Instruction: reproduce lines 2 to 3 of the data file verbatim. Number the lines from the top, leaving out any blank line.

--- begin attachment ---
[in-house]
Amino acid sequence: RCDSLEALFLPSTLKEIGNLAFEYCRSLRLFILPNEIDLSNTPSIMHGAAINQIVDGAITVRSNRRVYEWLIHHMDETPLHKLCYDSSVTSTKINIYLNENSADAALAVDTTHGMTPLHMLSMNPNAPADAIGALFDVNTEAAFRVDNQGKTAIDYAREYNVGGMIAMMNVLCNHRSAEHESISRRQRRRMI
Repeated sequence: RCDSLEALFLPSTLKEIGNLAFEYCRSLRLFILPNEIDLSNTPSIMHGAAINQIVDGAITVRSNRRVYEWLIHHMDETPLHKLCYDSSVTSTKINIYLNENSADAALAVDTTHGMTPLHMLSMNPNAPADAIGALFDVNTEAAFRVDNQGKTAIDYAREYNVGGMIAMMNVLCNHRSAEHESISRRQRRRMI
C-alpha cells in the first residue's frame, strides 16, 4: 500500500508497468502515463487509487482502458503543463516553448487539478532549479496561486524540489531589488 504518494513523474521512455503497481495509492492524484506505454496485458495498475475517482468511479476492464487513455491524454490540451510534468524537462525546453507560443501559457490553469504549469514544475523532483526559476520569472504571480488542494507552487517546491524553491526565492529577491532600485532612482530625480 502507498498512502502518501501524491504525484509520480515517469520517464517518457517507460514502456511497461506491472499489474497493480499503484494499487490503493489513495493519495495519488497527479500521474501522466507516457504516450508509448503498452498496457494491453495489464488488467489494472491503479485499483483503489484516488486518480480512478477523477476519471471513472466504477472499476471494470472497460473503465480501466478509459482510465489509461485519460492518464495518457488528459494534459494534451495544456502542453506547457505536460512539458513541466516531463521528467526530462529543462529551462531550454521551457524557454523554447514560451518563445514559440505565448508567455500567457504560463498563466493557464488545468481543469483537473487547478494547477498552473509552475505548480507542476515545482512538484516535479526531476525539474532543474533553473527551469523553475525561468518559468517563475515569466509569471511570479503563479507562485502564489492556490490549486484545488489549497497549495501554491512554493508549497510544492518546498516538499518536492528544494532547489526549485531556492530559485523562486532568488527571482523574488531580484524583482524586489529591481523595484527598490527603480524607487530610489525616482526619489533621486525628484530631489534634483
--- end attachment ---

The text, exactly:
Amino acid sequence: RCDSLEALFLPSTLKEIGNLAFEYCRSLRLFILPNEIDLSNTPSIMHGAAINQIVDGAITVRSNRRVYEWLIHHMDETPLHKLCYDSSVTSTKINIYLNENSADAALAVDTTHGMTPLHMLSMNPNAPADAIGALFDVNTEAAFRVDNQGKTAIDYAREYNVGGMIAMMNVLCNHRSAEHESISRRQRRRMI
Repeated sequence: RCDSLEALFLPSTLKEIGNLAFEYCRSLRLFILPNEIDLSNTPSIMHGAAINQIVDGAITVRSNRRVYEWLIHHMDETPLHKLCYDSSVTSTKINIYLNENSADAALAVDTTHGMTPLHMLSMNPNAPADAIGALFDVNTEAAFRVDNQGKTAIDYAREYNVGGMIAMMNVLCNHRSAEHESISRRQRRRMI